Author 
Message 
TAGS:

Hide Tags

Senior Manager
Joined: 28 Jun 2015
Posts: 296
Concentration: Finance
GPA: 3.5

Each term, starting from the third term, of a sequence [#permalink]
Show Tags
17 Jul 2017, 22:26
Question Stats:
78% (02:22) correct 22% (01:39) wrong based on 55 sessions
HideShow timer Statistics
Each term, starting from the third term, of a sequence, which has 98 terms, is the sum of the two preceding terms. If the first two terms of the sequence are odd numbers, then what is the ratio of the number of odd valued terms to that of even valued terms? (A) 34 : 15 (B) 33 : 16 (C) 30 : 19 (D) 29 : 20 (E) 35 : 14
Official Answer and Stats are available only to registered users. Register/ Login.
_________________
I used to think the brain was the most important organ. Then I thought, look what’s telling me that.



Senior Manager
Joined: 14 Oct 2015
Posts: 250
GPA: 3.57

Each term, starting from the third term, of a sequence [#permalink]
Show Tags
17 Jul 2017, 23:09
TimeTraveller wrote: Each term, starting from the third term, of a sequence, which has 98 terms, is the sum of the two preceding terms. If the first two terms of the sequence are odd numbers, then what is the ratio of the number of odd valued terms to that of even valued terms?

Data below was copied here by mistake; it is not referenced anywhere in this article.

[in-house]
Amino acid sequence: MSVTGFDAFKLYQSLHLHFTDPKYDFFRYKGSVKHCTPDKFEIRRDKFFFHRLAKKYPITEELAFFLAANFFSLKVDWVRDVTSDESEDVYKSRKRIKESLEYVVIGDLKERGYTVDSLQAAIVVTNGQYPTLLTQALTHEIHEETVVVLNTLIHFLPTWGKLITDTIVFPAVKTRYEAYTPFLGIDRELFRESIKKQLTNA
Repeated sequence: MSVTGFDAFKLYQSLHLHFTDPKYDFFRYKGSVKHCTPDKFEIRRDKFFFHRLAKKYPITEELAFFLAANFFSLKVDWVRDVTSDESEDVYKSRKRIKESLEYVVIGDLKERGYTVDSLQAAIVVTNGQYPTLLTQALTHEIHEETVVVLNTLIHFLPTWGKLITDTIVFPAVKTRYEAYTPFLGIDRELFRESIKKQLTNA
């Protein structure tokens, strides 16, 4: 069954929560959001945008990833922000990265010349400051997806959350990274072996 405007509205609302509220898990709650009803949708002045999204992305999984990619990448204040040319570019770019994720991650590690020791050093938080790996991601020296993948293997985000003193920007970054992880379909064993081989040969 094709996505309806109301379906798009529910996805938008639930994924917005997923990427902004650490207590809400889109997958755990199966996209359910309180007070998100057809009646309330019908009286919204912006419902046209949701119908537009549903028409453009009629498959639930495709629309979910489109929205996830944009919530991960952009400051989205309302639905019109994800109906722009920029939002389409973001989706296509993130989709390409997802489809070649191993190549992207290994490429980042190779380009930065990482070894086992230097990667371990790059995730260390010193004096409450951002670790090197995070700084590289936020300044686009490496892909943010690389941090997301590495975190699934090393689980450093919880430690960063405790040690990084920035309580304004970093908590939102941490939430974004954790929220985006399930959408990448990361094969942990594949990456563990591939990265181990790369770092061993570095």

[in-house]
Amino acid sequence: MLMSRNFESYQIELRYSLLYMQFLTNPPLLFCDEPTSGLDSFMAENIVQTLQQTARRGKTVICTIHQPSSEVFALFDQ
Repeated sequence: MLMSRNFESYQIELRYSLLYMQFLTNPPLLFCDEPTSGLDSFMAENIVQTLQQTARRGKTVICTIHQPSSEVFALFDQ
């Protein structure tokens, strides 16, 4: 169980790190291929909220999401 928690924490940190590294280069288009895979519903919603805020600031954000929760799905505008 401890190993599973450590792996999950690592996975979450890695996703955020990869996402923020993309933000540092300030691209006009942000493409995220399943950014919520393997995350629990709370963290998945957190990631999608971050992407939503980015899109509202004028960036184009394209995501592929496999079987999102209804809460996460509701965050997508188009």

(A) 34 : 15 (B) 33 : 16 (C) 30 : 19 (D) 29 : 20 (E) 35 : 14 It should be B. If first two terms are Odd, third would be Even, 4th would be E + O = Odd, so sequence becomes. O O E O fifth would again be Odd because E + O = O O O E O O Now 6th term would be Even because 4th and 5th are both odd and this sequence repeats. O O E O O E O O E If this sequence goes on 33 times, terms would be 99 and last term would be even but we have trimmed the last Even term out. so we have 33 x 2 odd and 32 Even terms. 66:32 = 33:16
_________________
Please hit Kudos if this post helped you inch closer to your GMAT goal. Procrastination is the termite constantly trying to eat your GMAT tree from the inside. There is one fix to every problem, working harder!



GMAT Club Legend
Joined: 16 Oct 2010
Posts: 8128
Location: Pune, India

Re: Each term, starting from the third term, of a sequence [#permalink]
Show Tags
18 Jul 2017, 03:30
TimeTraveller wrote: Each term, starting from the third term, of a sequence, which has 98 terms, is the sum of the two preceding terms. If the first two terms of the sequence are odd numbers, then what is the ratio of the number of odd valued terms to that of even valued terms?
(A) 34 : 15 (B) 33 : 16 (C) 30 : 19 (D) 29 : 20 (E) 35 : 14 Use Pattern Recognition: First two are odd terms. Odd + Odd = Even So third term is even. We have Odd, Odd, Even Odd + Even = Odd So fourth term is Odd. We have Odd, Odd, Even, Odd Even + Odd = Odd So fifth term is Odd. We have Odd, Odd, Even, Odd, Odd Now, we again have 2 odd terms to the pattern will continue. Odd, Odd, Even, Odd, Odd, Even, Odd, Odd, Even... and so on In every 3 terms, 2 are Odd and 1 is Even. So in 99 terms, 66 would be Odd and 33 would be Even,the last one being Even. If we have only 98 terms, we would have 66 Odd and 32 Even. Required Ratio = 66/32 = 33/16 Answer (B)
_________________
Karishma Private Tutor for GMAT Contact: bansal.karishma@gmail.com



Target Test Prep Representative
Status: Head GMAT Instructor
Affiliations: Target Test Prep
Joined: 04 Mar 2011